Monthly Archives: February 2016

Some Diverse Views From Academy Members On #OscarsSoWhite


For the second year in a row, all of the Oscars' acting nominees are white.i

For the second year in a row, all of the Oscars’ acting nominees are white.

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For the second year in a row, all of the Oscars' acting nominees are white.

For the second year in a row, all of the Oscars’ acting nominees are white.

Scott Olson/Getty Images

In 1988, when Eddie Murphy presented the nominees for Best Picture at the 60th Academy Awards, he told the audience that when he’d been invited to present the award, his initial reaction was, “I’m not going, because they haven’t recognized black people in the motion picture industry.”

Almost 30 years later, the 88th Academy awards will be presented under a similar cloud. For the second year in a row, all the acting nominees are white.

After public outcry, the Academy of Motion Picture Arts and Sciences changed its membership rules to try to diversify its ranks.

It used to be that if you were invited to join the Academy, you could count yourself as a member with voting rights until you died. Now, a voting-level membership is limited to 10 years and can only be renewed if you’ve been active in the movie industry during that decade.

In this week’s For The Record: three views on #OscarsSoWhite.

Academy member and filmmaker Roger Ross Williams agrees with changes.

Director Roger Ross Williams attends the CNN Films Cocktail Reception during the 2015 Tribeca Film Festival on April 20, 2015 in New York City.i

Director Roger Ross Williams attends the CNN Films Cocktail Reception during the 2015 Tribeca Film Festival on April 20, 2015 in New York City.

Cindy Ord/Getty Images for the 2015 Tribeca Film Festival


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Cindy Ord/Getty Images for the 2015 Tribeca Film Festival

Director Roger Ross Williams attends the CNN Films Cocktail Reception during the 2015 Tribeca Film Festival on April 20, 2015 in New York City.

Director Roger Ross Williams attends the CNN Films Cocktail Reception during the 2015 Tribeca Film Festival on April 20, 2015 in New York City.

Cindy Ord/Getty Images for the 2015 Tribeca Film Festival

“The academy needs to make room for what America really looks like,” he says.

In 2011, Williams became the first African-American filmmaker to win an Oscar for his first documentary film, Music By Prudence.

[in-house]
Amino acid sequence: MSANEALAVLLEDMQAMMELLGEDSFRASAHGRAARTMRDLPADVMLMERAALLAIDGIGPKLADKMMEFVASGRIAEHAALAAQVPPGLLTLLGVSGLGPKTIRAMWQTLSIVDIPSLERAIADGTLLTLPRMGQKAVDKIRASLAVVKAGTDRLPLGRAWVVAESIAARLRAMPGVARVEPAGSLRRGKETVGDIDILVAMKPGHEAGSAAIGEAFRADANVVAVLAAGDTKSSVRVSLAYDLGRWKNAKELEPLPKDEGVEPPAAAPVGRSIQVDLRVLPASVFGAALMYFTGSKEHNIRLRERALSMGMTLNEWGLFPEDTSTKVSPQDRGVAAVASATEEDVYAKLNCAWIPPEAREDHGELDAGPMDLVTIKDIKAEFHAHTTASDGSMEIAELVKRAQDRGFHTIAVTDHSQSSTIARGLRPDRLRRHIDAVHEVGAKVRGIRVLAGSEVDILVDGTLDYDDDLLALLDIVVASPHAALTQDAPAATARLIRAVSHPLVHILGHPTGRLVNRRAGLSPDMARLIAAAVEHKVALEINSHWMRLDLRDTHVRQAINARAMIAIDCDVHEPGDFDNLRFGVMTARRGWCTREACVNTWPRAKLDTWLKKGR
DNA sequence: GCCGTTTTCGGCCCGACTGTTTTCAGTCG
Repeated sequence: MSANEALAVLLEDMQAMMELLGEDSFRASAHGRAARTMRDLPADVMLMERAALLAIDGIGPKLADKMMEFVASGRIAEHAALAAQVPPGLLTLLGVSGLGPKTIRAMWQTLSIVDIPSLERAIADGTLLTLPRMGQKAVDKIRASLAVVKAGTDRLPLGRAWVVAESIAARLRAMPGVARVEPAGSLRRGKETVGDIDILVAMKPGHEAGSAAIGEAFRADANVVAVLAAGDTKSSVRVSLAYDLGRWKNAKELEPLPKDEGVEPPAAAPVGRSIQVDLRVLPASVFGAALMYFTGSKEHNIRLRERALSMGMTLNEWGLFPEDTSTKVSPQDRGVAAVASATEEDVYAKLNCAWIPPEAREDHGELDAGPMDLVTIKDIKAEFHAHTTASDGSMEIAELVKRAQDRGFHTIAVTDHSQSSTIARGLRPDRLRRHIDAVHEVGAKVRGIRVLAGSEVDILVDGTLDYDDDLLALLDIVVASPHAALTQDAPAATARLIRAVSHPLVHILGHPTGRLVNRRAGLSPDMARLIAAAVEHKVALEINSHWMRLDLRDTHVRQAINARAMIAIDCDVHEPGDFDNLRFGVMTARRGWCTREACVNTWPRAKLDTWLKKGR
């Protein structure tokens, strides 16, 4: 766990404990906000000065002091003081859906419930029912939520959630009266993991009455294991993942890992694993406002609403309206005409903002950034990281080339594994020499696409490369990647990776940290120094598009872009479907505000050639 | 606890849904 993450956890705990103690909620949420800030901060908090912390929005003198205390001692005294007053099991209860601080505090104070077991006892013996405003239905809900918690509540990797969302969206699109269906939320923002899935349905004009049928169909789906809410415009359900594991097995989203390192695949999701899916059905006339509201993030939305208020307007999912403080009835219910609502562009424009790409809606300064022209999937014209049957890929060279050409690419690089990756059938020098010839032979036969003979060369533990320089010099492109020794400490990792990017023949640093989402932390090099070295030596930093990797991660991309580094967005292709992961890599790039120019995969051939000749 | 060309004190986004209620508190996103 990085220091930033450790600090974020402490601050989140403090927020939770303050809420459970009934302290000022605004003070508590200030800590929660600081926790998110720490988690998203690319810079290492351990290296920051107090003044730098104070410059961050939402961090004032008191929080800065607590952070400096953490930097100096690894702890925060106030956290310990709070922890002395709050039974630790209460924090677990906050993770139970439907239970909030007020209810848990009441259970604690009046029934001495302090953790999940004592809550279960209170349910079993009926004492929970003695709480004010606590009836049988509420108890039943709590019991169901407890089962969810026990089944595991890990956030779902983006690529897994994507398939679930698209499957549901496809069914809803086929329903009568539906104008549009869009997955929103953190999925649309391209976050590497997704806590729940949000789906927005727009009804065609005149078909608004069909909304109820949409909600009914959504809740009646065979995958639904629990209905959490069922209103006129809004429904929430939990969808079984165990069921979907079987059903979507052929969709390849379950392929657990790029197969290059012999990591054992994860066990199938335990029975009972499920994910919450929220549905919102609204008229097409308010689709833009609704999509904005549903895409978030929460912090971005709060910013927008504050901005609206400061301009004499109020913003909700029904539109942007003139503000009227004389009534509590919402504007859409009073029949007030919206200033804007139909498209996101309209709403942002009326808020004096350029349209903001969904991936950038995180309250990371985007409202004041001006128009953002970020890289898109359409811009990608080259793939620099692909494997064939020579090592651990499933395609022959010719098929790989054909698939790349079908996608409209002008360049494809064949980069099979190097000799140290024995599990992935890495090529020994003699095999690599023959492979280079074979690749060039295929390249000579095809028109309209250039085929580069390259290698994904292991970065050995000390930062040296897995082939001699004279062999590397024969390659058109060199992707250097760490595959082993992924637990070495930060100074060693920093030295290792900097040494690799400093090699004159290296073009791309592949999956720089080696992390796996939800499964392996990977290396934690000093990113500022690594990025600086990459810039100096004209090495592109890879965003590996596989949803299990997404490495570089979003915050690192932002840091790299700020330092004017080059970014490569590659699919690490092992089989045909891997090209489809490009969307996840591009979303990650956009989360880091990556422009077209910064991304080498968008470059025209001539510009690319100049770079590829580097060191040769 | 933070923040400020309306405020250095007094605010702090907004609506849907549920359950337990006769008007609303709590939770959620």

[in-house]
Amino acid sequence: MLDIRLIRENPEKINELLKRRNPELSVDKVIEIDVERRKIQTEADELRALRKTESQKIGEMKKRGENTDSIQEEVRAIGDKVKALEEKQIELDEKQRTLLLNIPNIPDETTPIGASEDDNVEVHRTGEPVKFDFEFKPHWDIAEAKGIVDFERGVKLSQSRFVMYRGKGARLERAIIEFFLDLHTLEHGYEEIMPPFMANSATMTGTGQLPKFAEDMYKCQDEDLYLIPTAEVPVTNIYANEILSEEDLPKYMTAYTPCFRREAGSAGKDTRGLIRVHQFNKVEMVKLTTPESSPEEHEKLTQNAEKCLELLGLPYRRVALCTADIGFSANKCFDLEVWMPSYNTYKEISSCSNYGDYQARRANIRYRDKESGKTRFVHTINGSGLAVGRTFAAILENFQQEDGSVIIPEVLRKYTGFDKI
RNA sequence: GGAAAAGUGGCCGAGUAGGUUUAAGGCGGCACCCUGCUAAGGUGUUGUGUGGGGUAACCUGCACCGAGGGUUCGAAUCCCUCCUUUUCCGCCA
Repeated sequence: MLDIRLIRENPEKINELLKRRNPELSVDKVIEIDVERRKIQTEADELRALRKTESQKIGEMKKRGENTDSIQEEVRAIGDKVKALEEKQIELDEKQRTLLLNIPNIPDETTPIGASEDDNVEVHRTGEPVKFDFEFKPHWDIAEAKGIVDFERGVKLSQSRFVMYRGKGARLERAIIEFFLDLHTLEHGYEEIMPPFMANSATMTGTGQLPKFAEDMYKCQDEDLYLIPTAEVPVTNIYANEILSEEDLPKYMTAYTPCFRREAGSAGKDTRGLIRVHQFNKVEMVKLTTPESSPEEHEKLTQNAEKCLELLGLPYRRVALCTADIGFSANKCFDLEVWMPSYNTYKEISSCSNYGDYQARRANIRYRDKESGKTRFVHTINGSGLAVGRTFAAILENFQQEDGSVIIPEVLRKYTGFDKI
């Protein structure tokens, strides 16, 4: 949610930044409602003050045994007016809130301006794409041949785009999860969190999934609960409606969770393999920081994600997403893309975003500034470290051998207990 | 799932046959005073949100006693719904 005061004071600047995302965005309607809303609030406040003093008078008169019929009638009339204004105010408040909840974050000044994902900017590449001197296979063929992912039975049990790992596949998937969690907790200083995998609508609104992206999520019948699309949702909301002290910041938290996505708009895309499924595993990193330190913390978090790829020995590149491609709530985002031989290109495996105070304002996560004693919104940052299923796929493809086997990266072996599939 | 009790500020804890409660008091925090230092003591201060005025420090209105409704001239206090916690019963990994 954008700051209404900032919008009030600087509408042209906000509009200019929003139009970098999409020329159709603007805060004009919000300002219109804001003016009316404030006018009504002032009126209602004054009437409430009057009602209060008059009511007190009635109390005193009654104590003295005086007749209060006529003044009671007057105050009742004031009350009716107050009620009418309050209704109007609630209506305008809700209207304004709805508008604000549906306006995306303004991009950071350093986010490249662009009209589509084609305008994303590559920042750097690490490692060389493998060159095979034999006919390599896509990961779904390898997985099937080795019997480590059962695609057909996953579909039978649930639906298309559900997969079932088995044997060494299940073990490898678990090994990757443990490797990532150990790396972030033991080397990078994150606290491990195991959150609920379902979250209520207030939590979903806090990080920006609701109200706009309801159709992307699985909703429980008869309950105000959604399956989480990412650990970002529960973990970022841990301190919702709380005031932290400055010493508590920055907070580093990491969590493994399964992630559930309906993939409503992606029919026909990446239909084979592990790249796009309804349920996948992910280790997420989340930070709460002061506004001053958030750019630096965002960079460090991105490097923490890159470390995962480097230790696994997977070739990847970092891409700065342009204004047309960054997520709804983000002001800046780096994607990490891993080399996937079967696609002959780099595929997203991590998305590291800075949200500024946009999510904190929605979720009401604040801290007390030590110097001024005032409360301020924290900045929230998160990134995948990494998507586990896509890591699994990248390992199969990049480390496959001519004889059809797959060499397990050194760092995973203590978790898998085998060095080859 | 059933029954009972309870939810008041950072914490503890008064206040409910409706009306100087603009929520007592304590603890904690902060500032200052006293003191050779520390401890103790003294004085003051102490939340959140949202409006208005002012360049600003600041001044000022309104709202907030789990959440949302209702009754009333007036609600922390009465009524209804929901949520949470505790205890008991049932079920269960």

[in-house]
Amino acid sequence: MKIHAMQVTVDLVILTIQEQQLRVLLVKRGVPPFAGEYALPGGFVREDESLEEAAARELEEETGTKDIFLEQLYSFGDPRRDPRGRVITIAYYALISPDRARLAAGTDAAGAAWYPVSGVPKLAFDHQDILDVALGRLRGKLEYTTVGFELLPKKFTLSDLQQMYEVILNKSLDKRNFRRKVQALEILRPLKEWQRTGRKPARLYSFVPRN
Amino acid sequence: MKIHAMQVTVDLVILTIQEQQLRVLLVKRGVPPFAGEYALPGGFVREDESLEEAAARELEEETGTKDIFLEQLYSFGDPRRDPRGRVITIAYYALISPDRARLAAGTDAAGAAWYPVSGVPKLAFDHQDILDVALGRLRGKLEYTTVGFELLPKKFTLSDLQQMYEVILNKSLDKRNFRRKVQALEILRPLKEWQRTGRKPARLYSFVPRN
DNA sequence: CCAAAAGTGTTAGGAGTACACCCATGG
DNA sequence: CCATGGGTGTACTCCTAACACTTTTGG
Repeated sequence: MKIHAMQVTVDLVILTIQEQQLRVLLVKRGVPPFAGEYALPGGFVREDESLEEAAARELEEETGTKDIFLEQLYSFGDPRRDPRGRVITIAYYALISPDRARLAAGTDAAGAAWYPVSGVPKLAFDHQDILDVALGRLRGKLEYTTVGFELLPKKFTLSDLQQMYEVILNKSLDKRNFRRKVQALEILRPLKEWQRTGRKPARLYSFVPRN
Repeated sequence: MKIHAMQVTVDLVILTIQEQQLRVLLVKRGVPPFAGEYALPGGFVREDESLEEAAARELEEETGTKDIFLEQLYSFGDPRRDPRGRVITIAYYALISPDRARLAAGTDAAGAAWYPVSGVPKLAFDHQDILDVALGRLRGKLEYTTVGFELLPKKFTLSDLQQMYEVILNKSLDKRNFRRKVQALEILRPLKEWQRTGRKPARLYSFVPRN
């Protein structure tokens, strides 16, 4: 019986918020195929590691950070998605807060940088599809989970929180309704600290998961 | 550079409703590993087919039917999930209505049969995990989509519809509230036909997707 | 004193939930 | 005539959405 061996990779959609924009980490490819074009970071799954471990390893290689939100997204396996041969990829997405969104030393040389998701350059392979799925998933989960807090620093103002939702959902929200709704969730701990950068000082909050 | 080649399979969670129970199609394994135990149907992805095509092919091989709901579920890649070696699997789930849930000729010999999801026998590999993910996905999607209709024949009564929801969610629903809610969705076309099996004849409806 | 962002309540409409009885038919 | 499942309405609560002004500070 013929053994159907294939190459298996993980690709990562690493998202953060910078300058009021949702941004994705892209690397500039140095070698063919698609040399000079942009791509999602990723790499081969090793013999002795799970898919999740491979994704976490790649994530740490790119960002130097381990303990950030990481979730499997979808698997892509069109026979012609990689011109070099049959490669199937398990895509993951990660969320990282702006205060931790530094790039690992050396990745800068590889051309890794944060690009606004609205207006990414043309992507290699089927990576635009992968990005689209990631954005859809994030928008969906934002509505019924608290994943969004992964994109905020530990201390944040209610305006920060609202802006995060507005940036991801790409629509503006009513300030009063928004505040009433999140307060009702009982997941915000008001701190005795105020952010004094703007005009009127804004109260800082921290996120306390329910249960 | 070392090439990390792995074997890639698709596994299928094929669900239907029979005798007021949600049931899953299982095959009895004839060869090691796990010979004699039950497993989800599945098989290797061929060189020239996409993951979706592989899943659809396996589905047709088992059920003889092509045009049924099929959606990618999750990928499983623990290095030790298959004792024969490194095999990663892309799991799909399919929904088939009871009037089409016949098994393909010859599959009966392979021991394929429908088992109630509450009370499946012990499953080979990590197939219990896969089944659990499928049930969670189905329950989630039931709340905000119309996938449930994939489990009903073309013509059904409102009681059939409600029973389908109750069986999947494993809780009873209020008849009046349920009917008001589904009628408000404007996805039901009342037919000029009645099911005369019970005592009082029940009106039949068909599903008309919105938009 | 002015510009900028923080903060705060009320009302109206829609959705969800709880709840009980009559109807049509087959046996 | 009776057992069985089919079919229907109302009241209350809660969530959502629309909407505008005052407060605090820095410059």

But the win didn’t catapult his career like he thought it would.

“Even now, there [are] no agents beating down my door, there’s no one calling me to do any commercials or branded content or even the sort of big commercial documentary films,” he says.

He says he’s not getting called because, as a black, gay man, he doesn’t look like the people who make those decisions.

“The gatekeepers, the studio heads, the agents … they look for people that they can relate to, their stories their experiences, they can relate to,” Williams says.

As former president of Paramount Motion Pictures Group, Academy member David Kirkpatrick was a gatekeeper.

He’s white and has been a member of the Academy since the mid-80s. He says he supports the Academy’s goal to diversify its membership.

“What I’m against is the Academy’s hasty decision to sort of obliterate the old folks inside the Academy as if it was some kind of white man’s cabal who voted these people in, and by the way, I guess I would be part of that,” Kirkpatrick says.

“I just think from the standpoint of people who have earned their stripes over the years, who have contributed significantly to the industry, that they be sort of thrown to the sides from the standpoint of their voting ,” he adds.

And Kirkpatrick’s not the only Academy member who feels this way.

Patricia Resnick (L) and singer/actress Dolly Parton attend the "9 to 5: The Musical" press conference in 2008.i

Patricia Resnick (L) and singer/actress Dolly Parton attend the “9 to 5: The Musical” press conference in 2008.

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Patricia Resnick (L) and singer/actress Dolly Parton attend the "9 to 5: The Musical" press conference in 2008.

Patricia Resnick (L) and singer/actress Dolly Parton attend the “9 to 5: The Musical” press conference in 2008.

Stephen Lovekin/Getty Images

“The academy isn’t meant to reflect the diversity of America. The academy is meant to be a reflection of the best of the business. The business is too white and too male,” says screenwriter and producer Patricia Resnick, known for writing the 1980 hit film 9 to 5.

Resnick, a gay woman in her early 60s, will lose her Oscar voting privileges under the new rules because she’s been working mostly in television.

“As an older female, there’s not a lot of work for me. So basically to say to people … the movie business isn’t going to hire you anymore, so we’re going to take away your voting privileges, I think is really wrong,” Resnick adds. “If you made enough of a contribution to become an Academy [voting] member, I think that’s lifetime. And I don’t think people should be punished for aging out.”

David Kirkpatrick has a suggestion: expand the membership pool.